A fairly familiar critique of patriarchy from a humanist and feminist perspective, but one that’s put across with some very impressive filmmaking skills by a…
This week brings two films about rich people partying on Lawn Gyland. Both feature eccentrics, have surnames in the title, and mention polarizing directors in the commercials. The one that's not in 3-D, and has the better tan, is called "Peeples." Like its titular family, "Drumline" scribe Tina Gordon Chism's directorial debut lives in the shadow of its benefactor.
The commercials and subway posters feature producer Tyler Perry's name so prominently that, until two days ago, I thought the film was called "Tyler Perry Presents: Peeples." I don't mean to imply that Perry is some kind of Black Voldemort, but his name as a marketing device seems a disservice here. It immediately signals to much of the filmgoing public that "This film is NOT for YOU." "Peeples" shares Perry's penchant for gathering a great cast and mocking the "bougie," but that's where the similarities end. This is more "Meet the Parents" than "Madea Goes To Jail."
"Peeples" uses Jay Roach's Ben Stiller comedy as a jumping-off point. Wade (Craig Robinson) wants to marry Grace Peeples (Kerry Washington), but first he has to win over her impossible-to-impress daddy Virgil (David Alan Grier). Daddy works in the government (he's a federal judge) and thinks no suitor is good enough for his little girl. Wade's attempts to earn approval go spectacularly awry while Daddy scowls with intimidation. We are invited to laugh at poor Wade the way audiences laughed at poor Ben Stiller.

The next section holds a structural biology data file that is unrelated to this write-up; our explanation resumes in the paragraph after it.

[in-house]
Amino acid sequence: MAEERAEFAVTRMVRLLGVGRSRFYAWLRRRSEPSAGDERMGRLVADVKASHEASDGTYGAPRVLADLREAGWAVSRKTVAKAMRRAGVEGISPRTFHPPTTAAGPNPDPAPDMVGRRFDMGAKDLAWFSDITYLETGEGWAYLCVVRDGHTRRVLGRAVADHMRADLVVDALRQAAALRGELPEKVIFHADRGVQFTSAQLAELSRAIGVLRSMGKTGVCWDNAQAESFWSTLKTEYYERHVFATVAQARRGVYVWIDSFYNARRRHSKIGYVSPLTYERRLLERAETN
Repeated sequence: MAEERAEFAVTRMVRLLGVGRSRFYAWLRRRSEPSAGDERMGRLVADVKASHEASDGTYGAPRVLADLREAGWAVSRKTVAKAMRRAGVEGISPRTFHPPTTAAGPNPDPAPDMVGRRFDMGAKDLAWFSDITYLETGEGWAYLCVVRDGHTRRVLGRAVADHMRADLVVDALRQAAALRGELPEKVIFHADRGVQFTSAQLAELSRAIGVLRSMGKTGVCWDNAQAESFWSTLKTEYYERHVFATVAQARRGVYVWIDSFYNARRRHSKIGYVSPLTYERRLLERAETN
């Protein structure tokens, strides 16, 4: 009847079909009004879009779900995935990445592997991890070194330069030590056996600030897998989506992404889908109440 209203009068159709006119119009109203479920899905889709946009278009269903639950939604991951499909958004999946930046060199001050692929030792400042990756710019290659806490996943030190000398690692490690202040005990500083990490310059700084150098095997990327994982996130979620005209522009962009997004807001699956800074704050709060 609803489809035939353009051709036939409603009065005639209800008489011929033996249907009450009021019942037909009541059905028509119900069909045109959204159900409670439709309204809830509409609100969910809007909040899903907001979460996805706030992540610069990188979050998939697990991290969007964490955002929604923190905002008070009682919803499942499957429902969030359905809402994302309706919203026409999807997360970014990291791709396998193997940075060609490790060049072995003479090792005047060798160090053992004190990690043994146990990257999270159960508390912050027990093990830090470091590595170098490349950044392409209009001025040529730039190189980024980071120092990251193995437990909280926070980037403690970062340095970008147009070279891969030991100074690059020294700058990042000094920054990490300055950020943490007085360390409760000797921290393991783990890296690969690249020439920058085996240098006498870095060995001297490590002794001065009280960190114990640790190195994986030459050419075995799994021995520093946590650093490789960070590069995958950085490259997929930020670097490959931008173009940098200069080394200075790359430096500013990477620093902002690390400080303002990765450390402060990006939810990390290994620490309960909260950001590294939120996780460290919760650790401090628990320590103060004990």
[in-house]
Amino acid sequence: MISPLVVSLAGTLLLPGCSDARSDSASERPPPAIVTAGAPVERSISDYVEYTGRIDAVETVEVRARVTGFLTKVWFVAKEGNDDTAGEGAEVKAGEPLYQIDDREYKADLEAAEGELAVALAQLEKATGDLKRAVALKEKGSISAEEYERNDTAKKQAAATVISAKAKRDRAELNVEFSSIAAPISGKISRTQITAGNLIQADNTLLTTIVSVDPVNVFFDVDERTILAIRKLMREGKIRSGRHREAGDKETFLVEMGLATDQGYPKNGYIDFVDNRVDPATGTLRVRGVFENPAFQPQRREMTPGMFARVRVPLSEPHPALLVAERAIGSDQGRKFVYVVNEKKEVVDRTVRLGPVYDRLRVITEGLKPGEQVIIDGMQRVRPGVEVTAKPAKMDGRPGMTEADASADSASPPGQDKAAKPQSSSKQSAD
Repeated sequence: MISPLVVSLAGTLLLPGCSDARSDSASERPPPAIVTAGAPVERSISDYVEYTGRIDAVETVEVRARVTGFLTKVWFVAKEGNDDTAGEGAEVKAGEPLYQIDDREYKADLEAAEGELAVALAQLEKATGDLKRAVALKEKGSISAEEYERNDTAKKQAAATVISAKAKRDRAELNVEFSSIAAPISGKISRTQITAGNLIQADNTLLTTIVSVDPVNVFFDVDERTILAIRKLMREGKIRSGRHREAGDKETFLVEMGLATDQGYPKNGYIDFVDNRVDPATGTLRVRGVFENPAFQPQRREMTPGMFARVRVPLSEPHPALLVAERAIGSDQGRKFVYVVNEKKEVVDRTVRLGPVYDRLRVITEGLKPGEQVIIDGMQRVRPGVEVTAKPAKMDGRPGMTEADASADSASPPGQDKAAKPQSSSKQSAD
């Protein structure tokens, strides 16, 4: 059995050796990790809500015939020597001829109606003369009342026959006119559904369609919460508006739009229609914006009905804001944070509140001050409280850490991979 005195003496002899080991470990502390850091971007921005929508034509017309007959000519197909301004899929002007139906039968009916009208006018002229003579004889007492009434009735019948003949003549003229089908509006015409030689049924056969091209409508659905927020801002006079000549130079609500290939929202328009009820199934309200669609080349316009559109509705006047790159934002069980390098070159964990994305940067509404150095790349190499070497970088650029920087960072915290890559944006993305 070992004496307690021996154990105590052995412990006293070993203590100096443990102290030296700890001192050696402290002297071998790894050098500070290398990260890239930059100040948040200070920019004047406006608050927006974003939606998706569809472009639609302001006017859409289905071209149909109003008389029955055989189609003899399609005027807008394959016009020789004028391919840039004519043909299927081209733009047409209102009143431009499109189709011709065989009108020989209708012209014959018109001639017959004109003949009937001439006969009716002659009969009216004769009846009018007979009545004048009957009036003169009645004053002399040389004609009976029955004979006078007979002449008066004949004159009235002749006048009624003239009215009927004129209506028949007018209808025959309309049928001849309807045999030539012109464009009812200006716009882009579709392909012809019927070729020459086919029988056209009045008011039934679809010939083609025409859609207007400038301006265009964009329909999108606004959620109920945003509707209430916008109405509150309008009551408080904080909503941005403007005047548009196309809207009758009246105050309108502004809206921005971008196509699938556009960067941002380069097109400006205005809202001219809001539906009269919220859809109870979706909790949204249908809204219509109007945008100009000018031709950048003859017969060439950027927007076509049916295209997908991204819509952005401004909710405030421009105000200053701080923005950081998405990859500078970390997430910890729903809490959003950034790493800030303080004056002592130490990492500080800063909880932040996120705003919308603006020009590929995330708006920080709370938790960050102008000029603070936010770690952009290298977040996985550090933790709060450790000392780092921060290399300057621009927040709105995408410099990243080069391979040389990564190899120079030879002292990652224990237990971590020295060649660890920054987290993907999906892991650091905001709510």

Where "Peeples" deviates from "Parents" is in its characterization of the clan Wade is trying to join. Rather than focus and toss scorn on Wade's mistakes, Chism widens the net to incriminate most of her cast. "Peeples" shares a similar "crazy relatives" comic vibe with the recent remake of "Death at a Funeral." With their myriad of secrets and idiosyncrasies, these Peeples turn out to be some messed up Little Fockers.
Egged on by his brother, Chris (Malcolm Barrett), who gasses him up with false confidence, Wade travels to Sag Harbor to crash the Peeples party Grace is attending. Grace's departure from NYC interferes with Wade's plans to propose, so he aims to kill two birds with one ring-mounted stone. He'll ask Grace's famous dad for his blessing and Grace for her hand. This will occur on "Moby Dick Day," which is as symbolic as "Peeples" gets. Familial approval is Wade's white whale, and like Captain Ahab, it literally drags him into the sea.